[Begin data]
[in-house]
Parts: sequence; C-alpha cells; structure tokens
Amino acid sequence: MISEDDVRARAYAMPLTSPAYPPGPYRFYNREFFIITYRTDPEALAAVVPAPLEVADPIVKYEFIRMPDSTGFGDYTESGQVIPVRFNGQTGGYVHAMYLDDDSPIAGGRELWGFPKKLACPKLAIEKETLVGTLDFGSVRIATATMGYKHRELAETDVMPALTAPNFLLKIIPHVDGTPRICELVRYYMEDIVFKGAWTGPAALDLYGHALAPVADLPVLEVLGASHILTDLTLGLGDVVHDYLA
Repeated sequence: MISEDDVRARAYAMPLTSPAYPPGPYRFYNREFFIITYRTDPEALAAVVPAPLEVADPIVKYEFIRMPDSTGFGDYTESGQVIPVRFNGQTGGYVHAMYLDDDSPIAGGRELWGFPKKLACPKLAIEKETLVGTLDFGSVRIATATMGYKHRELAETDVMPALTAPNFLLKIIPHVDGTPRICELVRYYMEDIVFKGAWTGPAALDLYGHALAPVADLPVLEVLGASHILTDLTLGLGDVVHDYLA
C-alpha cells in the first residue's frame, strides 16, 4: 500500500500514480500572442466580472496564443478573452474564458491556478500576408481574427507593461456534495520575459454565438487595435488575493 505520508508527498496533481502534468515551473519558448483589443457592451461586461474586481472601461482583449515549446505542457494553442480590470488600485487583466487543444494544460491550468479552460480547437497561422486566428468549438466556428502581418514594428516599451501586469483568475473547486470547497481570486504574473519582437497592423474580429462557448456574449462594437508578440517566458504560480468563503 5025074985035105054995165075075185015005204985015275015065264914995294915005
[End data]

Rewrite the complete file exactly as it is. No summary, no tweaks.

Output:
[in-house]
Parts: sequence; C-alpha cells; structure tokens
Amino acid sequence: MISEDDVRARAYAMPLTSPAYPPGPYRFYNREFFIITYRTDPEALAAVVPAPLEVADPIVKYEFIRMPDSTGFGDYTESGQVIPVRFNGQTGGYVHAMYLDDDSPIAGGRELWGFPKKLACPKLAIEKETLVGTLDFGSVRIATATMGYKHRELAETDVMPALTAPNFLLKIIPHVDGTPRICELVRYYMEDIVFKGAWTGPAALDLYGHALAPVADLPVLEVLGASHILTDLTLGLGDVVHDYLA
Repeated sequence: MISEDDVRARAYAMPLTSPAYPPGPYRFYNREFFIITYRTDPEALAAVVPAPLEVADPIVKYEFIRMPDSTGFGDYTESGQVIPVRFNGQTGGYVHAMYLDDDSPIAGGRELWGFPKKLACPKLAIEKETLVGTLDFGSVRIATATMGYKHRELAETDVMPALTAPNFLLKIIPHVDGTPRICELVRYYMEDIVFKGAWTGPAALDLYGHALAPVADLPVLEVLGASHILTDLTLGLGDVVHDYLA
C-alpha cells in the first residue's frame, strides 16, 4: 500500500500514480500572442466580472496564443478573452474564458491556478500576408481574427507593461456534495520575459454565438487595435488575493 505520508508527498496533481502534468515551473519558448483589443457592451461586461474586481472601461482583449515549446505542457494553442480590470488600485487583466487543444494544460491550468479552460480547437497561422486566428468549438466556428502581418514594428516599451501586469483568475473547486470547497481570486504574473519582437497592423474580429462557448456574449462594437508578440517566458504560480468563503 5025074985035105054995165075075185015005204985015275015065264914995294915005